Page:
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Guest

Hatching Questions

I hope some of the experienced poultry keepers can give me the benefit of their experience and wisdom..

This is our 2nd year keeping chickens.  This year & last a few have gone broody, so we have given them a clutch of eggs to sit on.  Problem is, we don't have enough eggs to give each hen eggs from one day, so they are usually sitting on a clutch laid over maybe 3-4 days.

All fine, until hatching starts when we inevitably end up with a hen who has 3-4 hatched chicks & another 4 or so eggs which are not hatched but are often pipping or on the point of.  The hen seems torn between her new chicks who are up & about & the eggs which she should be sitting on.  Hen usually starts to get off nest, bring chicks out to feed, etc & remaining eggs then get cold.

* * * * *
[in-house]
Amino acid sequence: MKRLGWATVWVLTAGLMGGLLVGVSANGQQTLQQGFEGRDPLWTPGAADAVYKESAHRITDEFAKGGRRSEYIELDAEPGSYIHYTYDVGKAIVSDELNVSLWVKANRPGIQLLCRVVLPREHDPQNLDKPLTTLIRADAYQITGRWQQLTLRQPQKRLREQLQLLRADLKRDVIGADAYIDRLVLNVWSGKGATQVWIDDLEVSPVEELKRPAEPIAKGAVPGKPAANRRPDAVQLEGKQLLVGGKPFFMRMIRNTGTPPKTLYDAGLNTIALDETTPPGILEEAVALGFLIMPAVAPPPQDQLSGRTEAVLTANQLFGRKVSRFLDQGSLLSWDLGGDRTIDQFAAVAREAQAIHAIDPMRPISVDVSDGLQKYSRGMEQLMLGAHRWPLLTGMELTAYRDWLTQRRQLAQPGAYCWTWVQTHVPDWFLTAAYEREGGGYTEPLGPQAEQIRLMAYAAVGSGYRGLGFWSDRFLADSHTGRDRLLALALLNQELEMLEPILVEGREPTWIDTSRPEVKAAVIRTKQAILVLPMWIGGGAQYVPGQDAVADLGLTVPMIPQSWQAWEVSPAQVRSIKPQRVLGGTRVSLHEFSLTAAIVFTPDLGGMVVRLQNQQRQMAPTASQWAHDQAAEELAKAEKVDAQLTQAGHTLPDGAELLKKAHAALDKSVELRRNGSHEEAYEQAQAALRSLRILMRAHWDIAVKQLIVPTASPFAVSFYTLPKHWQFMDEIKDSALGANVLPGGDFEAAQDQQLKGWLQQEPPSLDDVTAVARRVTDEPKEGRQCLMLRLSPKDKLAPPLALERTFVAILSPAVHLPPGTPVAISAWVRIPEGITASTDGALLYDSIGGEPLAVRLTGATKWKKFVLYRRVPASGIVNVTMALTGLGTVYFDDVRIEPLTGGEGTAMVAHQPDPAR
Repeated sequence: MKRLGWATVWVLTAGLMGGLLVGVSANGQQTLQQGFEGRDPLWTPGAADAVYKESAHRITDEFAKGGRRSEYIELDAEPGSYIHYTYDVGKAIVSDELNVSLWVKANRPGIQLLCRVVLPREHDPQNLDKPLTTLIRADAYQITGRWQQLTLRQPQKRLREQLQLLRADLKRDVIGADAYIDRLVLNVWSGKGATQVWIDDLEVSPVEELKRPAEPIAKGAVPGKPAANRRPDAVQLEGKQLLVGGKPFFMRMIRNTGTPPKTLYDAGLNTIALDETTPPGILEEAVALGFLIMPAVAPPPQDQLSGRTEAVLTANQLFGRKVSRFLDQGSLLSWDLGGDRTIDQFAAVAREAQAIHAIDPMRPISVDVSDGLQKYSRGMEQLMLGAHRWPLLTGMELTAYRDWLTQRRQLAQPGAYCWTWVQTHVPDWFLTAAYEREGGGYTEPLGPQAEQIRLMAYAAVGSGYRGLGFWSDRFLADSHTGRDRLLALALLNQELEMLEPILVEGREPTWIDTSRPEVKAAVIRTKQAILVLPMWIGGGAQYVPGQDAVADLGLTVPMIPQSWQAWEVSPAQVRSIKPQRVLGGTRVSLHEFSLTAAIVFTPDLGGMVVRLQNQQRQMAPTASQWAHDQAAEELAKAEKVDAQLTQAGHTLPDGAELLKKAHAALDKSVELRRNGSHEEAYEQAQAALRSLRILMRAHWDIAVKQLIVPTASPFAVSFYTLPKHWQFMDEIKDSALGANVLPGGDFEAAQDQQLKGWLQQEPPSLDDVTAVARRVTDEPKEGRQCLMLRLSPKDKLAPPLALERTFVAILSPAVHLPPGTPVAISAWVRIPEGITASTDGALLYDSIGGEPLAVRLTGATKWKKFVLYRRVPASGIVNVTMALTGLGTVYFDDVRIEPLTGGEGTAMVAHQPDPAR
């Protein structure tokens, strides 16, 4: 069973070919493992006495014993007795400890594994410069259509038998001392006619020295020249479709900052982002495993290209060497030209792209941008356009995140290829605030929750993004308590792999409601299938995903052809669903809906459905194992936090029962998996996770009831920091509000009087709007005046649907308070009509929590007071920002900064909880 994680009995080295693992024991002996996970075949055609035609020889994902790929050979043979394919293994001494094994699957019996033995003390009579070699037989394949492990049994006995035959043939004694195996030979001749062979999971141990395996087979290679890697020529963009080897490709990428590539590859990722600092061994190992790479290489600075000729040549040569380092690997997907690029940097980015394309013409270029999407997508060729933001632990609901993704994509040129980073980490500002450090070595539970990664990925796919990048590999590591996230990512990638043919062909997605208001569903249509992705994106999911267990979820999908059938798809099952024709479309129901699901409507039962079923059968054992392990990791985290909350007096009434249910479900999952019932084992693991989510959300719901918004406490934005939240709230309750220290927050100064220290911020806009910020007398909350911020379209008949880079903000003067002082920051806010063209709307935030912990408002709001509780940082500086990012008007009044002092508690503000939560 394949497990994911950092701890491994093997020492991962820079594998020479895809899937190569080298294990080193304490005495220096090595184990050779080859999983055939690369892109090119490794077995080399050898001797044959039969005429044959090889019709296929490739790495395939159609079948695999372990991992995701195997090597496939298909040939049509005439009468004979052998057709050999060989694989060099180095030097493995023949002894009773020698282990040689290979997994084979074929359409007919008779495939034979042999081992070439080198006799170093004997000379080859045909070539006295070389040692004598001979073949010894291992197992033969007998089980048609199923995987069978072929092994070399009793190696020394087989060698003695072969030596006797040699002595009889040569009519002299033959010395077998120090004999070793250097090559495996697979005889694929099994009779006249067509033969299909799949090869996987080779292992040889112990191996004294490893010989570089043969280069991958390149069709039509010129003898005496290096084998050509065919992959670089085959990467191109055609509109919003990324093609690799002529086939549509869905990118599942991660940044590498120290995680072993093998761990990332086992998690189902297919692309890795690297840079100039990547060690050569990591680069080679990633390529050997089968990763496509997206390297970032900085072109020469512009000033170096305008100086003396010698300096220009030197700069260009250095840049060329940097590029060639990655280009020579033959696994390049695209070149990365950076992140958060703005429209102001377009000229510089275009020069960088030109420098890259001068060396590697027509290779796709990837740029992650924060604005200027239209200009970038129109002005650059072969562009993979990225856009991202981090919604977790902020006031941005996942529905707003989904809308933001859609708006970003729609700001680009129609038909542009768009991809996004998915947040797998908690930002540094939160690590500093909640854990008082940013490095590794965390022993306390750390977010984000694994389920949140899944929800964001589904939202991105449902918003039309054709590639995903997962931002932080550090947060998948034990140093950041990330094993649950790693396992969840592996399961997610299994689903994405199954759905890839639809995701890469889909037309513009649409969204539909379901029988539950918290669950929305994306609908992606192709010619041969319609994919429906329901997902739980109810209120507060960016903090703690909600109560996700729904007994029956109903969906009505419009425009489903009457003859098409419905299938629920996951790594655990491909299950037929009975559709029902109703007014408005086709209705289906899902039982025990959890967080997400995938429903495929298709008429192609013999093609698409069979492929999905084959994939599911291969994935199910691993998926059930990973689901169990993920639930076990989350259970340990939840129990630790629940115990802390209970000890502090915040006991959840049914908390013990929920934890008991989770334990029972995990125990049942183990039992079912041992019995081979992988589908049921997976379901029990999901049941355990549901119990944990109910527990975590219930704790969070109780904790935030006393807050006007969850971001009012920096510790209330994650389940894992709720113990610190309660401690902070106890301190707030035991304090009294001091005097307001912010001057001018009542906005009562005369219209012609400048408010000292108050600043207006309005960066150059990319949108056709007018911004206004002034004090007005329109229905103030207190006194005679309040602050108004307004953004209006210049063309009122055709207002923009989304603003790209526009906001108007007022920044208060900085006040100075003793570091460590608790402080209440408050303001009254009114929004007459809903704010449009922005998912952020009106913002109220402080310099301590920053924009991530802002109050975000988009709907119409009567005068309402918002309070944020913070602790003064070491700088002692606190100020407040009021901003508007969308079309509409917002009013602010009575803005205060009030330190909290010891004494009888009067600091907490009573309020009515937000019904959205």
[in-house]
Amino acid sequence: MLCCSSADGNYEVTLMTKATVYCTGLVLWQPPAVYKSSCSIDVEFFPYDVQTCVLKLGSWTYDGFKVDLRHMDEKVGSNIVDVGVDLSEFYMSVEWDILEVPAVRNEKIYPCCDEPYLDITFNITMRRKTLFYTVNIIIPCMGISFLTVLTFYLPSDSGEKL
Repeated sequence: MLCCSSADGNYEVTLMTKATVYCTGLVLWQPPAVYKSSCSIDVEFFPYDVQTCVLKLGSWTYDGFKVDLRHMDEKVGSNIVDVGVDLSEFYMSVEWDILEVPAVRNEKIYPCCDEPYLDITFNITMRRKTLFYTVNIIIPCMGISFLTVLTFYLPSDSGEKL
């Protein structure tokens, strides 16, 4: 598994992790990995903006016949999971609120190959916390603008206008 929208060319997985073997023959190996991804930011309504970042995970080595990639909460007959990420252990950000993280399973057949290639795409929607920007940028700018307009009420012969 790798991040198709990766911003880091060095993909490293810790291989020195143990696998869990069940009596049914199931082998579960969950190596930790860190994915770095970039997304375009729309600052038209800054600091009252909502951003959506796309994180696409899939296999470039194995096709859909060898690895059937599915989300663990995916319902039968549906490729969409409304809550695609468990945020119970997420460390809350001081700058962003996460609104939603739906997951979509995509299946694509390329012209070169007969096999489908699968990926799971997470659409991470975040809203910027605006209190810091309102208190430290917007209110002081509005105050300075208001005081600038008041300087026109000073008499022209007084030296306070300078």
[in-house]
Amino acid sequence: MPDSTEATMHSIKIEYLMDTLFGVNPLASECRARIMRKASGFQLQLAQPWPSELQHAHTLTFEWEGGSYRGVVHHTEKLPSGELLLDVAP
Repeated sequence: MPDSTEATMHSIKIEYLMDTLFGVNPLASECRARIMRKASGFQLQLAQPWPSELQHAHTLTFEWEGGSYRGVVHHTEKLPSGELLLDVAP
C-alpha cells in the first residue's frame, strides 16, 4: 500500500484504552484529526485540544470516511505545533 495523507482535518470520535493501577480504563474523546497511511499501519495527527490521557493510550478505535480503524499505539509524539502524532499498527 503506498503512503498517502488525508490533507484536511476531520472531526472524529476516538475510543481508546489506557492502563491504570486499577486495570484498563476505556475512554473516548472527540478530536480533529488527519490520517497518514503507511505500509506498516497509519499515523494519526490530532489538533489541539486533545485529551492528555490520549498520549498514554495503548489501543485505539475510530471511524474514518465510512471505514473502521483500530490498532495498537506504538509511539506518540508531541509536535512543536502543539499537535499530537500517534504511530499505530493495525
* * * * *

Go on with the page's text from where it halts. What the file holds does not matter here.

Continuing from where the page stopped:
We have been bringing the "abandoned" eggs in & putting them under a heat lamp to try & hatch them and then re-introduce these chicks to the broody.  Unfortunately, this tends to fail dismally on several fronts.

Firstly, I think that when the eggs get cold, the hatching chick seems to slow down it's attempts to hatch - I am presuming a certain level of heat is a requirement here?  So this seems to set them back, use up energy, etc.